Arose by any other name – the Danger of Limited Thinking

When we impose limits on ourselves, this is the first and some might argue, most authoritative boundary we will ever encounter. Take a simple, arguably silly, example. You awaken after hitting the “snooze” button a total of three times. Now you’re running late. You leap out of bed, adrenaline triggered by the awareness of potential consequences. Big, vivid pictures of your boss yelling at you fill your awareness — in panoramic, 3-D, moving pictures, with surround-sound, Dolby 7.1 “Consequence-Experience!” You rush through your morning ritual as though it’s a drive-through fast food process. Something interesting often happens, somewhere within that experience: We make a global decision about how our day, our week, or worse, how our life, is going!

Just consider that for a moment. We make a decision. We experience the quite predictable consequence, the inevitable reaction to our initial action. Then we make a qualitative judgment about our lives from that? How many times have you said, “I’m having a bad day/week/year/life(!)” when all that’s really happened is you made a series of bad choices?

Of course, not all choices seem like choices in the moment. Sometimes one choice’s outcome sets a whole series of events in motion, and it can seem difficult to change direction. Yet to support that direction, you must, and do, continue to make choices. To feel consistent, we often tend to choose things that support, at least in part, our initial decision, and if that decision turns out to have been a good one, your cause set in motion may just work out fine. However, if all we are doing is trying to keep from having to admit a mistake, and we are just following the logical flow of an initial bad decision, it shouldn’t come as a surprise when our outcome is even less satisfying.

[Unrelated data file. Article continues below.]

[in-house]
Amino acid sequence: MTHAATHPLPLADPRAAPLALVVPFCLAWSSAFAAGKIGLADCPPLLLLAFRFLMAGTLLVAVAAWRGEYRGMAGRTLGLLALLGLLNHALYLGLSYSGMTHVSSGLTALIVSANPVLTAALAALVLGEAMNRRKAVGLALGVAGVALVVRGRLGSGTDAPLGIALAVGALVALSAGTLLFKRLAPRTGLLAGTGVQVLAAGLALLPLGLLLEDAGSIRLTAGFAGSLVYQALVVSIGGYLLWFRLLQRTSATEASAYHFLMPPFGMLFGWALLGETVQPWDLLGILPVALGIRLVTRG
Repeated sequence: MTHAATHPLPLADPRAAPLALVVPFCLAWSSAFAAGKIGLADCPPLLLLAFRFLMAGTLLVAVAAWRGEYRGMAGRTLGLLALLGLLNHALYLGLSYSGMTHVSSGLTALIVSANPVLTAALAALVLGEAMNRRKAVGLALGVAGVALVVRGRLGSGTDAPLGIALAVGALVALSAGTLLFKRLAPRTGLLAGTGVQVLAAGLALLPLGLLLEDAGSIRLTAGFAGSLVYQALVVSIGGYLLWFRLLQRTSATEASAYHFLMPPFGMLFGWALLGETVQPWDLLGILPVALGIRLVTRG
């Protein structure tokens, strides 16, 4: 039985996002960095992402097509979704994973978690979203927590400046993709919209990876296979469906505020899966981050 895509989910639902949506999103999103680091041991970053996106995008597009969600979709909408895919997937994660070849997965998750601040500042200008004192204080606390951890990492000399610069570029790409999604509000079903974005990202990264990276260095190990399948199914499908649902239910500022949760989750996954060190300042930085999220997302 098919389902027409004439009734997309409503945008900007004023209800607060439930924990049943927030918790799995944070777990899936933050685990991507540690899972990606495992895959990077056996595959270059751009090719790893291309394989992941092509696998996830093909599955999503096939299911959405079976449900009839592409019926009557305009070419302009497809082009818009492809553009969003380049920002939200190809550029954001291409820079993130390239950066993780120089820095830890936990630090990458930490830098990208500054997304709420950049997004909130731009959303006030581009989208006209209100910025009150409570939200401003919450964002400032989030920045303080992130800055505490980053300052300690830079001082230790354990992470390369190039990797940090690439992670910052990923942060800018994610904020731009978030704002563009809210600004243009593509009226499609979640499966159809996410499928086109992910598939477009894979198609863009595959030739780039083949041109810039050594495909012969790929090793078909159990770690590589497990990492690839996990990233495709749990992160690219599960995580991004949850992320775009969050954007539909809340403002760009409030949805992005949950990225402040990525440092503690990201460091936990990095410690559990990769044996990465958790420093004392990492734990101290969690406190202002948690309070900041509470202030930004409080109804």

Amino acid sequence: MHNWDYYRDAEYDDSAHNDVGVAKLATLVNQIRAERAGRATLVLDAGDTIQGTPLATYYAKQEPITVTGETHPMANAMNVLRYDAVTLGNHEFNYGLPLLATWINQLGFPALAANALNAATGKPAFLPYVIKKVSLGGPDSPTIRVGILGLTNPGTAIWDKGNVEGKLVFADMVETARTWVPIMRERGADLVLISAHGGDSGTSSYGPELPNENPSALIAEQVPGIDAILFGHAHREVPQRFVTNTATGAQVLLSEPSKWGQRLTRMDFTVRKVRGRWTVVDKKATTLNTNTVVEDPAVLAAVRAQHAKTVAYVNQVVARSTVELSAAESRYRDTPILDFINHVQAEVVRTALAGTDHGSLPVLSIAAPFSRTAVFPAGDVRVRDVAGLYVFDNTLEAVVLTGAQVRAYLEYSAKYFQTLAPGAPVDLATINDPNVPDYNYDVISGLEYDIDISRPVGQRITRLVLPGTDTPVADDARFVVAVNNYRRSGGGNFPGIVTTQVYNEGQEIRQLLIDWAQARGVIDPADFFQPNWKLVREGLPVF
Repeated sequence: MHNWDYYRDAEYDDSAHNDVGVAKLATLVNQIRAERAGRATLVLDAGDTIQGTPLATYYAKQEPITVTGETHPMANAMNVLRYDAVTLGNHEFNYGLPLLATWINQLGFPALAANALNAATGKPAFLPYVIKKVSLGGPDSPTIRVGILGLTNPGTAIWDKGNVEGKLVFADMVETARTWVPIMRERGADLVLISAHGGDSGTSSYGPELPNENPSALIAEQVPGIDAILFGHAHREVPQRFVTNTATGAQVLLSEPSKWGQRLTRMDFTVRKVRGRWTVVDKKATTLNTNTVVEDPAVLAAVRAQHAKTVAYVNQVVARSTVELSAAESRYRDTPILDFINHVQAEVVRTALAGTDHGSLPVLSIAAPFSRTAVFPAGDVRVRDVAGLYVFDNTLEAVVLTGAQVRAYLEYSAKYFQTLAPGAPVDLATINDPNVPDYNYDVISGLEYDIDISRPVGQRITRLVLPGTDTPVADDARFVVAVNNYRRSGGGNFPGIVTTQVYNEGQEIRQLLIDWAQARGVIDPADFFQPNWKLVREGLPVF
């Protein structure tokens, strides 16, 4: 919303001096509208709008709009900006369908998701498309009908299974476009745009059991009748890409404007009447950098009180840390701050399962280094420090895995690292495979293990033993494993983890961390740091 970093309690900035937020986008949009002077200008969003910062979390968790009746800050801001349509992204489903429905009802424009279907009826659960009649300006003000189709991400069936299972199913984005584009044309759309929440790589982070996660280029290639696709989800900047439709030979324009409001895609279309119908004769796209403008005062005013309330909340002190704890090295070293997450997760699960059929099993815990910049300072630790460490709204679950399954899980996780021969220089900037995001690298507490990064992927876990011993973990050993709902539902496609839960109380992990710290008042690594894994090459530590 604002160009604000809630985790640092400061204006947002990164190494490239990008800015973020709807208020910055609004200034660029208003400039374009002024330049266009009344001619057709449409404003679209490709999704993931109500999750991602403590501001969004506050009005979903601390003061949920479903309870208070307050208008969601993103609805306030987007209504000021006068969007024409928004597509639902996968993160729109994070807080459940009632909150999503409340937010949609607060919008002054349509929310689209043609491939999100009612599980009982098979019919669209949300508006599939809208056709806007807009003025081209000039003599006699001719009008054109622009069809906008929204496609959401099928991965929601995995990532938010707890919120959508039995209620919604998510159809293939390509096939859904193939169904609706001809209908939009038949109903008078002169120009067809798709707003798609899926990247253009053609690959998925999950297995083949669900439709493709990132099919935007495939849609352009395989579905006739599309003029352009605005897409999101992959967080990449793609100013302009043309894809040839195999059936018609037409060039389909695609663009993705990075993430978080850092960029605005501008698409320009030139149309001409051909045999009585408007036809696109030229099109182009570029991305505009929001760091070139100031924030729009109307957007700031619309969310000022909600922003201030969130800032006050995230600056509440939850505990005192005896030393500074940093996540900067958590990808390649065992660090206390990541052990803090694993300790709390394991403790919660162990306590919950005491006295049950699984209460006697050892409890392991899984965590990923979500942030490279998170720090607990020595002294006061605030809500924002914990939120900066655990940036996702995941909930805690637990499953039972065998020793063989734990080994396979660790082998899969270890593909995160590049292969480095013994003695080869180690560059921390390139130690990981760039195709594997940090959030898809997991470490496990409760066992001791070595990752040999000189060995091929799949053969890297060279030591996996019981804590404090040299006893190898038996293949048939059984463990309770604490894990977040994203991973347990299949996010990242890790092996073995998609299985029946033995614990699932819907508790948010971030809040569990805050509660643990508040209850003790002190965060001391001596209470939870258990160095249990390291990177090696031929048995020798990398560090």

Such “wrong turns” can be as simple as a literal wrong turn as we drive to our intended destination: We take a right when we should have gone left, then after going a few more miles, we not only take no corrective measure, we turn still further from our originally intended destination. So after a few hours of such meandering, not only are we not at our intended destination, we’re not even remotely close.

Hitting the “snooze” button more than once can easily support an argument–the initial choice makes it harder to get to work on time, but each subsequent decision to do so may easily make it still more difficult.

So what about more philosophical “wrong turns”? I would suggest that we can lock ourselves pretty easily into a trap, preventing our responding in the most rational, useful manner, because, hell, we’ve already started out sideways! Why not continue! Doesn’t that seem better than having to admit we were wrong?

Yet what if, difficult though it may seem, we actually do consider a wrong turn–and turning back? What if we recognized the limitation of that thought we had by merely asking, “What else might be possible? Here? Yes, let’s listen to that voice as it seems to know something we don’t as yet. And here it comes: limited thinking begins to expand and we have suddenly more than we did. We are more than we were. And it feels goooood.

Copyright © 2015 Chris Gingolph

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